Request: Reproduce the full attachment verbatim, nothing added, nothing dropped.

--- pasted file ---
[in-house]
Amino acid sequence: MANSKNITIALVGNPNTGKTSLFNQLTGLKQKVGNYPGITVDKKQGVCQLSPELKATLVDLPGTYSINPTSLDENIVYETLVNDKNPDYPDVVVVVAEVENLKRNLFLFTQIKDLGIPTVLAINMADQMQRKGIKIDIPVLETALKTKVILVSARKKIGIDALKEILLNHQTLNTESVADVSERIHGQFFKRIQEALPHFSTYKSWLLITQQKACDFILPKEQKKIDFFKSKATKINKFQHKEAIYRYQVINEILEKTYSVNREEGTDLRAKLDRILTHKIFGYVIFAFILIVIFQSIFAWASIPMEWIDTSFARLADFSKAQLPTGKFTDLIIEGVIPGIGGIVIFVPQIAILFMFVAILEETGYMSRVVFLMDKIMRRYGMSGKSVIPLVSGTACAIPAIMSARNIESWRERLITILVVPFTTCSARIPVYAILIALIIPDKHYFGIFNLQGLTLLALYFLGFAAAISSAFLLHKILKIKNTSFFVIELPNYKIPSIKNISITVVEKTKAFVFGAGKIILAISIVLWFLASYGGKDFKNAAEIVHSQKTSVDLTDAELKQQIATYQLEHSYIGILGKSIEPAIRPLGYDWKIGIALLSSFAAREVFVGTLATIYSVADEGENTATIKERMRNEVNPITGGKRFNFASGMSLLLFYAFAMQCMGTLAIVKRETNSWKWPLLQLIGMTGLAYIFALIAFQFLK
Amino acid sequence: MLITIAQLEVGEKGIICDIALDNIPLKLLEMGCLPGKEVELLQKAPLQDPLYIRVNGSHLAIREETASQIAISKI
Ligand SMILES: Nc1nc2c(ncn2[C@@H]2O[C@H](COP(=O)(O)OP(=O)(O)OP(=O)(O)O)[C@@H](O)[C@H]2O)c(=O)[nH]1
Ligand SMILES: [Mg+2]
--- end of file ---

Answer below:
[in-house]
Amino acid sequence: MANSKNITIALVGNPNTGKTSLFNQLTGLKQKVGNYPGITVDKKQGVCQLSPELKATLVDLPGTYSINPTSLDENIVYETLVNDKNPDYPDVVVVVAEVENLKRNLFLFTQIKDLGIPTVLAINMADQMQRKGIKIDIPVLETALKTKVILVSARKKIGIDALKEILLNHQTLNTESVADVSERIHGQFFKRIQEALPHFSTYKSWLLITQQKACDFILPKEQKKIDFFKSKATKINKFQHKEAIYRYQVINEILEKTYSVNREEGTDLRAKLDRILTHKIFGYVIFAFILIVIFQSIFAWASIPMEWIDTSFARLADFSKAQLPTGKFTDLIIEGVIPGIGGIVIFVPQIAILFMFVAILEETGYMSRVVFLMDKIMRRYGMSGKSVIPLVSGTACAIPAIMSARNIESWRERLITILVVPFTTCSARIPVYAILIALIIPDKHYFGIFNLQGLTLLALYFLGFAAAISSAFLLHKILKIKNTSFFVIELPNYKIPSIKNISITVVEKTKAFVFGAGKIILAISIVLWFLASYGGKDFKNAAEIVHSQKTSVDLTDAELKQQIATYQLEHSYIGILGKSIEPAIRPLGYDWKIGIALLSSFAAREVFVGTLATIYSVADEGENTATIKERMRNEVNPITGGKRFNFASGMSLLLFYAFAMQCMGTLAIVKRETNSWKWPLLQLIGMTGLAYIFALIAFQFLK
Amino acid sequence: MLITIAQLEVGEKGIICDIALDNIPLKLLEMGCLPGKEVELLQKAPLQDPLYIRVNGSHLAIREETASQIAISKI
Ligand SMILES: Nc1nc2c(ncn2[C@@H]2O[C@H](COP(=O)(O)OP(=O)(O)OP(=O)(O)O)[C@@H](O)[C@H]2O)c(=O)[nH]1
Ligand SMILES: [Mg+2]